Let’s start with the blend: 70% Glera, 27% Manzoni Bianco and 3% Cabernet Sauvignon. Of course Glera is the grape formerly known as Prosecco, so no surprise there.  Manzoni Bianco is intriguing – it’s a (deliberate) cross between Riesling and Pinot blanc, created nearly a century ago by Professor Luigi Manzoni at Italy’s oldest school of oenology located in Conegliano.  Among the many crosses created by the eminent professor, this is probably the most successful and is well established in the Veneto.  And finally, Cabernet Sauvignon adds the magical colour.

With 13 g/L of residual sugar, this technically creeps into the Extra Dry bracket, though to be honest the Brut label it has is a better descriptor – the sugar balances the acidity well and adds to the fruitiness without making it overtly sweet.

On pouring this has a lovely strawberry nose, then a smorgasbord of fresh red fruit on the palate – redcurrant, raspberry and strawberry – plus some pear and floral notes.  For me the key is the balance between fruit and sweetness, this would make an excellent wine for the table as well as aperitivo!

 

Disclosure: sample kindly provided for tasting; opinions are mine and mine alone.

Make Mine A Double, Tasting Events

Make Mine a Double #14 – Wines With B-Rio

With the Rio Olympics looming over the horizon, what better time to sample Brazil’s vinous delights.  What?  Brazilian wine?  Yes indeed, and though as a whole the country isn’t a viticultural paradise there are some tasty wines being made there.  Here are a couple from M&S that I tried recently:

Riosecco Sparkling Glera NV (11.5%, €13.29)

Riosecco trimmed small

Riosecco is a portmanteau of Rio and Prosecco, a not too subtle hint that this is a Brazilian alternative to Italy’s Prosecco.  Before 2009 the grape used in DOC Prosecco was often referred to as by the same name, which meant that other areas could use the Prosecco name without being made in the same region (…or even country). When the even stricter DOCG was created in 2009 the old synonym Glera was adopted, and that’s what we have on this Latin American bubbly.

It’s pleasantly fruity but refreshing and dry on the finish.  A better effort that many ordinary Proseccos.  Give it a try!

Araucria Riesling Pinot Grigio 2015 (12.5%, €13.29)

Riesling Pinot Grigio trimmed small

I tasted this without looking closely at the information provided and was a bit stumped – I just didn’t know what to make of it.  “Can I get back to you on this?” I told my notepad. Then, noticing the blend was 70% Riesling and 30% Pinot Grigio, it started to make sense.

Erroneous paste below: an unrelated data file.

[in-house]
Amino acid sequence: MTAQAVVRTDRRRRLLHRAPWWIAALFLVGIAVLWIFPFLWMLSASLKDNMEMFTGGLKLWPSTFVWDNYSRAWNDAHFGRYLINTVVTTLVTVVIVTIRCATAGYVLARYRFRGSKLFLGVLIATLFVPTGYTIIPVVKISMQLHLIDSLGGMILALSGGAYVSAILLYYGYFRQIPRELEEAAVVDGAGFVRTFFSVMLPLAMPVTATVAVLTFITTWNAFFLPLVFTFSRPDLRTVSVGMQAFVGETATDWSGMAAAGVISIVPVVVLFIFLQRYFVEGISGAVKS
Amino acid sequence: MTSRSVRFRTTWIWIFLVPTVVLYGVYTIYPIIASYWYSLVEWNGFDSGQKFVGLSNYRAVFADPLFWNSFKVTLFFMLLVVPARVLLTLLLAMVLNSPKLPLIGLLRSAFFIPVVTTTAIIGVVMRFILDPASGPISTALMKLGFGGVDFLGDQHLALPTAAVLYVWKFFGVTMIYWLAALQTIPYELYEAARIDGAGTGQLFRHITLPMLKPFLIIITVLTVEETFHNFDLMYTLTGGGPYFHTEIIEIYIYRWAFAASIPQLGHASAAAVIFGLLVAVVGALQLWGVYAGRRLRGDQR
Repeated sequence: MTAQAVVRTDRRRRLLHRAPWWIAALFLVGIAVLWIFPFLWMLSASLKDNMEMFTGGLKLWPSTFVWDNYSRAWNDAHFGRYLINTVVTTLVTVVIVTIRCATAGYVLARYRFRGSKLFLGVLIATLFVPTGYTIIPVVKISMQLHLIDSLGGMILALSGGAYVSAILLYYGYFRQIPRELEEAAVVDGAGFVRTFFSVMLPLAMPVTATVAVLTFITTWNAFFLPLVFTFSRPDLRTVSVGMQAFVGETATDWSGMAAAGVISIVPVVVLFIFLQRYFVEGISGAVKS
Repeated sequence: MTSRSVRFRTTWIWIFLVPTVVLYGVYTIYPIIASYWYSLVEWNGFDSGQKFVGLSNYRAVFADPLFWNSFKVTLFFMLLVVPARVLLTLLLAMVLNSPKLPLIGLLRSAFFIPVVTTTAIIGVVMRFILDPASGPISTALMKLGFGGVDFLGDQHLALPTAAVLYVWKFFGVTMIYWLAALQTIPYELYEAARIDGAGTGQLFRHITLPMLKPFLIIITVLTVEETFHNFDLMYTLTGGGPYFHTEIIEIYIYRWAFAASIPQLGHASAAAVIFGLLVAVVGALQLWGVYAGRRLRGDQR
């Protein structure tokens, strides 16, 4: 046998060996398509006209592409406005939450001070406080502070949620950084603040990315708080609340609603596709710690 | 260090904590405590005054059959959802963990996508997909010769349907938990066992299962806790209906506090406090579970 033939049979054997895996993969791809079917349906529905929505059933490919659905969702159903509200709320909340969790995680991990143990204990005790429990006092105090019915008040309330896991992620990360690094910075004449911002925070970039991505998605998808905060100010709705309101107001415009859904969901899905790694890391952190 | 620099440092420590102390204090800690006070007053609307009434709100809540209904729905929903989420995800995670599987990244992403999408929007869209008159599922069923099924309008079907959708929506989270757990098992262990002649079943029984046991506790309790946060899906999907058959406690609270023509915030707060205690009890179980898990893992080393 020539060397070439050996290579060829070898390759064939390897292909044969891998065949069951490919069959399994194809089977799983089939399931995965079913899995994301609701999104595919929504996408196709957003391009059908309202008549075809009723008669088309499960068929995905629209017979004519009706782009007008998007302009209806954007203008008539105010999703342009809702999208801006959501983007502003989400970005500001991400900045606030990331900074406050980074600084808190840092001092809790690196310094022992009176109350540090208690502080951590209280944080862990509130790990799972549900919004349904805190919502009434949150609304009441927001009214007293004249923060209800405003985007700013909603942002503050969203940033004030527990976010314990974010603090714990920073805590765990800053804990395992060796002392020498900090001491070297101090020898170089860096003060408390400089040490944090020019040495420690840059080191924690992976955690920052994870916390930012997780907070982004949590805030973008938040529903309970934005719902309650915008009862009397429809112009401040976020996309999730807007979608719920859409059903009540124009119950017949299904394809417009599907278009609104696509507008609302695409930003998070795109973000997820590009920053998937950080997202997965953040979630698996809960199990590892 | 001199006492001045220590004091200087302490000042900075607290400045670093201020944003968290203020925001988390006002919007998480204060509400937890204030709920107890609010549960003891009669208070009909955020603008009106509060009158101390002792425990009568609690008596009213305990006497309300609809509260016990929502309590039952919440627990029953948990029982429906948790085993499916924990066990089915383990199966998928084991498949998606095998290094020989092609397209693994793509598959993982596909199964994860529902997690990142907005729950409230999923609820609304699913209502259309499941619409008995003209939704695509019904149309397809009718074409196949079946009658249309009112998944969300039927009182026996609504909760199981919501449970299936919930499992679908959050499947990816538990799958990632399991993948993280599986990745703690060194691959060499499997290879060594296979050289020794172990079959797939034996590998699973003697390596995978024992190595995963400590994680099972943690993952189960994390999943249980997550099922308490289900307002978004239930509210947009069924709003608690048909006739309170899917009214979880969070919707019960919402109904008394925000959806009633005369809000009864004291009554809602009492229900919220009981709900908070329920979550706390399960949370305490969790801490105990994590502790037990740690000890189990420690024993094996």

It has the refreshing acidity and citrus bite of Riesling plus a bit of the rounder fruit and texture from Pinot Grigio.  This could actually pass for an Alsace blend from a cooler year – not quite as round as an average Edelzwicker as it doesn’t have any Pinot Blanc.  It’s a well made, modern wine which deserves to be sipped while sitting in the sun.

And just because I can, here is another Rio:

Tasting Events

DNS Wine Club *FUN* Tasting

After a show of hands at the previous meet, the theme of the most recent DNS Wine Club tasting was FUN! Wine can be a very technical and complicated subject, and as something of a geek that often appeals to me, but at the end of the day the main point of wine is pleasure.

So how do you make a tasting more fun? Play games! But which games? I divided the DNS gang into two teams, opened some fizz and gave them their first task.

{All the wines tasted over the evening are reviewed in the articles Le Tour de France and Around The World in Eighty Sips on TheTaste.ie}

ROUND 1 – Match the Critic

John Wilson
John Wilson, scholar and gentleman

I reviewed John Wilson’s book “Wilson On Wine 2015 – The Wines To Drink This Year” here and refer to it frequently. For each wine reviewed there are lots of details, especially on the background of the wine, along with a fairly short tasting note. As tasting is such a subjective thing (and taste too, but that’s for another day) I wondered how easy it would be to identify wines from their tasting note alone…

Example of a wine featured
Example of a wine featured in the book

Each team was given a sheet with two columns; the first had ten wine names and the second had ten tasting notes taken from John’s book. Two wines were sparkling, four white and four red. Each column was in alphabetical order and the objective was to match the tasting notes to the correct wine.